On to the more serious stuff. There are two pretty commonly held misnomers about Teixeira and the struggles that began for him in 2010, his second year as a Yankee. The first is that the short porch in right field at Yankee Stadium has turned him into a one-dimensional pull hitter from the left side, who only swings for the fences. It's the opposite, really - a huge part of the reason the Yankees decided to commit eight years and $180 million to Teixeira was that his left-handed swing was already a near-perfect fit for their ballpark. Teixeira's always been a pull hitter as a lefty, especially when it comes to balls hit on the ground. In 2008, when Teixeira played for the Braves and Angels in arguably the best offensive season of his career - a year that saw him hit .311/.405/.588 with a wRC+ of 157 from the left side, his spray chart was almost identical to what it was in 2012, when he hit just .239/.341/.448 left-handed. Teixeira's lefty struggles as a Yankee are due to a natural loss of bat speed that's turned fly balls and line drives into grounders and pop-ups when pitchers jam him inside, not a desperate need to hit home runs in Yankee Stadium.

The second major misconception is that Teixeira's problems since 2010 can be blamed entirely or at least in large part on defensive shifts. This is where Tex has gotten himself in trouble with fans prickly about the fact that he won't start bunting or slapping the ball to defeat an infield stacked with three or four guys on the right side. The thing about the shift, though, is that the only hits it takes away are singles. Sure it's funny when a lefty power guy hits a tapper toward third and it's an easy hit, with someone needing to run clear across the infield to grab it. I'm not suggesting that a well-timed bunt down two runs with no one on base wouldn't be a good idea. But for the most part, that's not who Teixeira is or what he's here to do. Scorched liners and deep flies don't get scooped up by repositioned infielders. The Yankees need the kind of hitter Tex used to be - even if it's a severely watered down edition- a lot more than they need a slow version of Ichiro Suzuki.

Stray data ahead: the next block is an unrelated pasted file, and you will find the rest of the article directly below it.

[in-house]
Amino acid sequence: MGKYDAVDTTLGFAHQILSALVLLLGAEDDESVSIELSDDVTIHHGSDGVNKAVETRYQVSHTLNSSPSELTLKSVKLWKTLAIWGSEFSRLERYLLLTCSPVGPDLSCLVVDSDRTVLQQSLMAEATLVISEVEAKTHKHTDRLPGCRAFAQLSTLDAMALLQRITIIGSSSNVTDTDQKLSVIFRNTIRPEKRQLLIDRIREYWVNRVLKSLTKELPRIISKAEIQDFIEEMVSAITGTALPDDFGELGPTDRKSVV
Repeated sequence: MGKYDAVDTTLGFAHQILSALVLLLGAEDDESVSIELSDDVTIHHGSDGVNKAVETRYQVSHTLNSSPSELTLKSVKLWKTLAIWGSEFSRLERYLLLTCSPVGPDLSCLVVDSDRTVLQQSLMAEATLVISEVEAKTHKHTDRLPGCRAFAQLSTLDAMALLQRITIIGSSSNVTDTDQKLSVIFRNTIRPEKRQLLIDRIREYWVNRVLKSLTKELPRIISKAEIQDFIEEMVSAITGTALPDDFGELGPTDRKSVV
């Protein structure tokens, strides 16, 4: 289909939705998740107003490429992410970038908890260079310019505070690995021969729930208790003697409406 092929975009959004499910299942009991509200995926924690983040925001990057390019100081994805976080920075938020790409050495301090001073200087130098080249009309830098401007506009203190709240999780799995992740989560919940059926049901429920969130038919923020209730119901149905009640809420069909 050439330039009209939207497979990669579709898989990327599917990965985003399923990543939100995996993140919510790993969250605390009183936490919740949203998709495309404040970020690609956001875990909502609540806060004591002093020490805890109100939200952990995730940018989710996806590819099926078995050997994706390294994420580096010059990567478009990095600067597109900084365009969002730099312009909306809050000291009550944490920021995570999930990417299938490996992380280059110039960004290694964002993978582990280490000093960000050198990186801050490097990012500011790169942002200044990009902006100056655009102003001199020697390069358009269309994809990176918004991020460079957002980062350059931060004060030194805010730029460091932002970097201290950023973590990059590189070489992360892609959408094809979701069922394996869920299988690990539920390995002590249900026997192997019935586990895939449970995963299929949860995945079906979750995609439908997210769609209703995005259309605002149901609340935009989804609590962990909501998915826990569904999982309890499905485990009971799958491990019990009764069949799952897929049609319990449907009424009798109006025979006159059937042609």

Besides, beating the shift by going the other way isn't as easy as some would like to think. To match their fielders' positioning, pitchers generally work from the middle of the plate in on left-handed Teixeira. A power hitter for his entire life, he doesn't have a Derek Jeter inside-out special in his repertoire to combat that approach, and trying to develop one would result in a lot of flimsy at bats that don't produce that much even when they're successful.

Teixeira played three innings in an extended spring training game yesterday with the goal of rejoining the Yankees as early as Sunday. It's time to accept that his eight-year deal isn't going to go down as one of the great successes in Yankee history. It's also time to separate Mark Teixeira the contract from Mark Teixeira the player. The first baseman the Yankees are getting back, when healthy, has never actually had a bad season. In 2012, at his worst, he was an above average hitter (.251/.332/.475 116 wRC+) with still excellent power (.224 ISO) playing stellar defense (12.9 UZR/150). He also mashed from the right side to the tune of a .263 ISO, a .364 wOBA and a wRC+ of 129, which would be a welcome addition to a fairly lefty-heavy lineup. That kind of production doesn't win MVP's or Silver Sluggers, but it's a kind the Yankees could seriously benefit from somewhere in the middle of their order.